Each decade, the U.S. Census Bureau pinpoints the mean center of the U.S. population—the location where “an imaginary, flat, weightless, and rigid map of the United States would balance perfectly if all residents were of identical weight,” its website states.
The concept intrigued photographer and Maryland Institute College of Art professor Nate Larson. So he set out from Baltimore to find the first recorded mean center in Chestertown, Maryland. To reach the exact center spot he had to trespass onto private farmland. According to the farmer—who emerged to see what the photographer was doing—Larson wasn’t the first to venture into that open field for that same obscure reason.
After that, Larson began visiting more mean center towns, leading to a photo project, “Centroid Towns,” that documents the people of these places and the challenges they’re tackling—“a symbolic portrait” of the country, he says. The issues they face are a reflection of the larger national and international conversation, according to Larson—things like climate change, manufacturing, and land use, for example.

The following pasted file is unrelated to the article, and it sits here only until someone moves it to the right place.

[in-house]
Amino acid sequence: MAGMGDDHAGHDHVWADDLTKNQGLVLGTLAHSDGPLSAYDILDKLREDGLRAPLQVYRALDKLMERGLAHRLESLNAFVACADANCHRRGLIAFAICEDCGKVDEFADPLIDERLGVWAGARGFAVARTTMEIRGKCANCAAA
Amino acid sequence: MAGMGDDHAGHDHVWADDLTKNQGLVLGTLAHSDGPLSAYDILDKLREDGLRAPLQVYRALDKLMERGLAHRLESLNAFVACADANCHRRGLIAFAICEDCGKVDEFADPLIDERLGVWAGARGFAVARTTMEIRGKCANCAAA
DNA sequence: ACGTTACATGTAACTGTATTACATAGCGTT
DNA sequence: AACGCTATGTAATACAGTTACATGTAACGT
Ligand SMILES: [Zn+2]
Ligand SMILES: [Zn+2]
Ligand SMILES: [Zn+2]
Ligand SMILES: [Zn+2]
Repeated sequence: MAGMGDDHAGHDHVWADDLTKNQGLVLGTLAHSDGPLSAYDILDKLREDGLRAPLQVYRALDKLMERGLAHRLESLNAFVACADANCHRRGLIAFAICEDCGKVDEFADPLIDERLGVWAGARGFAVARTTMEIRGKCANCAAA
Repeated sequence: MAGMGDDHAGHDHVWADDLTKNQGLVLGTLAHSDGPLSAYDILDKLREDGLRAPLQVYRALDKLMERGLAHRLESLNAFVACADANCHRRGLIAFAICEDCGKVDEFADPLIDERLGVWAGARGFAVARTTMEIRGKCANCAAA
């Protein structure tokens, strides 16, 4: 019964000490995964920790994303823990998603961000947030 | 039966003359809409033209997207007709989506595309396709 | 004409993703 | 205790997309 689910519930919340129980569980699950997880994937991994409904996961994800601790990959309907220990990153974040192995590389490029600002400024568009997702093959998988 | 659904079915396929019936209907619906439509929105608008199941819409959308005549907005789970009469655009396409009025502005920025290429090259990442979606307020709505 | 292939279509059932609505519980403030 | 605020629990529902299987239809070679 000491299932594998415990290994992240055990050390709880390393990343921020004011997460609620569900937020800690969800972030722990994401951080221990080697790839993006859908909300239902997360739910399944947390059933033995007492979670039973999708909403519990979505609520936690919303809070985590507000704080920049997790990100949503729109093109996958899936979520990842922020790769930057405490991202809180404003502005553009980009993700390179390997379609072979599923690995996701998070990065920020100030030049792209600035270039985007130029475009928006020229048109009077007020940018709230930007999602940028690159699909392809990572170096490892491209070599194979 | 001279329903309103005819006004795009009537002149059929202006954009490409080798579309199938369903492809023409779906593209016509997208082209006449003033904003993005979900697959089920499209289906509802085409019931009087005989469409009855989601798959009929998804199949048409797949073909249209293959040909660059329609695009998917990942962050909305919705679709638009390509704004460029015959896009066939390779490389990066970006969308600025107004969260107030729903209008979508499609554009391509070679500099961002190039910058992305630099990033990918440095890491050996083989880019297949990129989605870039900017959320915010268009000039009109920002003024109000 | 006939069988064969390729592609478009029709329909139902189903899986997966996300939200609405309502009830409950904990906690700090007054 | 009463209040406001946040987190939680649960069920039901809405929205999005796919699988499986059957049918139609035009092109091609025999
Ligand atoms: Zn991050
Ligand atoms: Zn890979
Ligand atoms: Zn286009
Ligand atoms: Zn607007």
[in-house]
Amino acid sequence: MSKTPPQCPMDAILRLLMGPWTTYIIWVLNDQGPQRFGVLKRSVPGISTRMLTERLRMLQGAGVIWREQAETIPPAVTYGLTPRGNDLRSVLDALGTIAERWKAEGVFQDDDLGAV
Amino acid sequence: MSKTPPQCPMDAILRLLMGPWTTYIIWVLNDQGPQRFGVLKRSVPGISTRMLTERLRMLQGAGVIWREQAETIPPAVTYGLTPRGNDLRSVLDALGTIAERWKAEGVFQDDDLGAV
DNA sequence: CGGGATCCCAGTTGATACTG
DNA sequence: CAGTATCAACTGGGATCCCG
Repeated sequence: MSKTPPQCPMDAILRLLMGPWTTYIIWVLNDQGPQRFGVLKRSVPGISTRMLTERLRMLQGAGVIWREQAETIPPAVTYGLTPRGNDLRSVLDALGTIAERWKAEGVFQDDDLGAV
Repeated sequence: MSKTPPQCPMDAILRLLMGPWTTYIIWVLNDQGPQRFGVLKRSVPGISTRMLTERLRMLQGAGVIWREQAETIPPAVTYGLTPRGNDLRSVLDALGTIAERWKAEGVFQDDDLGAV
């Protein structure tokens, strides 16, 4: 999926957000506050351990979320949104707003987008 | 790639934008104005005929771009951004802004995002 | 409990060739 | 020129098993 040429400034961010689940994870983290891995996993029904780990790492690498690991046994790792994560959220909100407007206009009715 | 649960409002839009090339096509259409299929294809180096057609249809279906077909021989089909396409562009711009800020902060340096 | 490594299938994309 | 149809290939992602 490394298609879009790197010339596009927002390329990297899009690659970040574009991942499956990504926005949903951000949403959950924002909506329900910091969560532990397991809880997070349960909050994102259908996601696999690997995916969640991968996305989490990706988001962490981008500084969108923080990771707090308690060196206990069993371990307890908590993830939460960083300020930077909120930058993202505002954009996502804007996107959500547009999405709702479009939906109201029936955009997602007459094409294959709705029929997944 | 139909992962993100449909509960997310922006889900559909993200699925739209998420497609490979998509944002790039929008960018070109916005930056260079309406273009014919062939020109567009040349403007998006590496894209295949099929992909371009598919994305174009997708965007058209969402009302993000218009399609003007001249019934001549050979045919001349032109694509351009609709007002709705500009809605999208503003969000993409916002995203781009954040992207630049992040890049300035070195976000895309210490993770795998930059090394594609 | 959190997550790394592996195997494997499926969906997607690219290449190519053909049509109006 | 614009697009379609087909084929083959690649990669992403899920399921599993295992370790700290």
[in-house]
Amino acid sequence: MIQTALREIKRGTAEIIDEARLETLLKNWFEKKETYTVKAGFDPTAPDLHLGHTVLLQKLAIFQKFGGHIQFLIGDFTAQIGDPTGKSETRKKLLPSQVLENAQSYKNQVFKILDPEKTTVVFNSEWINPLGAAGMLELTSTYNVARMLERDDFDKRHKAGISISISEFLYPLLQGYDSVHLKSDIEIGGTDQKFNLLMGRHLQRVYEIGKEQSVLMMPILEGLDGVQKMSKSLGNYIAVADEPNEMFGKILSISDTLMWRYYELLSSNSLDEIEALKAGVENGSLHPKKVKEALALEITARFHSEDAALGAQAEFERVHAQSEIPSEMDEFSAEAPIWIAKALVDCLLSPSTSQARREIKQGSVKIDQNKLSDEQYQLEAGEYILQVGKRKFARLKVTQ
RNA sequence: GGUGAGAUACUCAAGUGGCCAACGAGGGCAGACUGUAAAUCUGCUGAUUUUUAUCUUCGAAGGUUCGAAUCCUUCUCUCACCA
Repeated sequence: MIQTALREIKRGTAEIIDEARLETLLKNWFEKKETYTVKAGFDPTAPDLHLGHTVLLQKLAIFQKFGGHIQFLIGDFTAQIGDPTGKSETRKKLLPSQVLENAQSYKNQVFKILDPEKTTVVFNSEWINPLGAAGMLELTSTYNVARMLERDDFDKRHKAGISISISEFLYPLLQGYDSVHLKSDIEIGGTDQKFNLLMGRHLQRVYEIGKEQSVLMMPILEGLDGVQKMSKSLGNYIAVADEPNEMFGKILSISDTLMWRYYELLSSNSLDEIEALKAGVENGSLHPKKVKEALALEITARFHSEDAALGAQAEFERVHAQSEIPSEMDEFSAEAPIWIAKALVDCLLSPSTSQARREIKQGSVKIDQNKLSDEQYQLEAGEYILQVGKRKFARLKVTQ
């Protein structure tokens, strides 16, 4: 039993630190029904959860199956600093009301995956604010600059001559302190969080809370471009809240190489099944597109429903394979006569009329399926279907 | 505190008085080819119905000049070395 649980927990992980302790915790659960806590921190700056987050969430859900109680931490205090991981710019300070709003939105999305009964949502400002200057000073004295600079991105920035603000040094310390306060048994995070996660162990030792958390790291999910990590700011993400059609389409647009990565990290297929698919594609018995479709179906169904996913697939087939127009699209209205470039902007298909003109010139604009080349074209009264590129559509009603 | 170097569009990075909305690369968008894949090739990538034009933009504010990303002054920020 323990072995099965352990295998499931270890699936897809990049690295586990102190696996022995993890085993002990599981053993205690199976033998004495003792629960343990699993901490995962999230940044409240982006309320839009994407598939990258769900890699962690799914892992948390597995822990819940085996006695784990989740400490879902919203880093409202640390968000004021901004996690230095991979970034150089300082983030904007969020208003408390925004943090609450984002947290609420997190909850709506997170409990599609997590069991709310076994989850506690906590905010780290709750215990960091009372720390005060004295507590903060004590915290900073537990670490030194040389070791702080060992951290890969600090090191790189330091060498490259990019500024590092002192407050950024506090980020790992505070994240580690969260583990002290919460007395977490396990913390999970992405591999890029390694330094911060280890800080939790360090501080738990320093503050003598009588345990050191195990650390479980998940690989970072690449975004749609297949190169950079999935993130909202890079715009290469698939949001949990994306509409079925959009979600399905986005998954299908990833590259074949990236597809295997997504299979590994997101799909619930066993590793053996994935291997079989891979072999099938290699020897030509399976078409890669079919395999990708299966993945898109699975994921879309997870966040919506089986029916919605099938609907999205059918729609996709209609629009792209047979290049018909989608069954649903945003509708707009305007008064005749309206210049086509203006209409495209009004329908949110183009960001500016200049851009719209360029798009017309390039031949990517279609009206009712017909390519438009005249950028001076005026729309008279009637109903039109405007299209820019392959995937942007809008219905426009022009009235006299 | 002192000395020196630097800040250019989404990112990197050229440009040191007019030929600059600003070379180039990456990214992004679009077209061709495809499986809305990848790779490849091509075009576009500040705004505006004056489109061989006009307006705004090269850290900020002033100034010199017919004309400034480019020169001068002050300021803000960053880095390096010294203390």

Larson’s favorite photo (top) is of a pile of handsets from a former phone refurbishment center in De Soto, Missouri, that burned 15 years ago and now sits vacant. The site had once housed a thriving shoe factory that closed when manufacturing moved overseas along with other less prosperous manufacturing tenants. “There is a bigger story of our nation’s relationship with manufacturing embedded in this one specific site in this one town,” he says.
Amanda Arnold is the associate editor of Professional Photographer.
Tags: documentary photography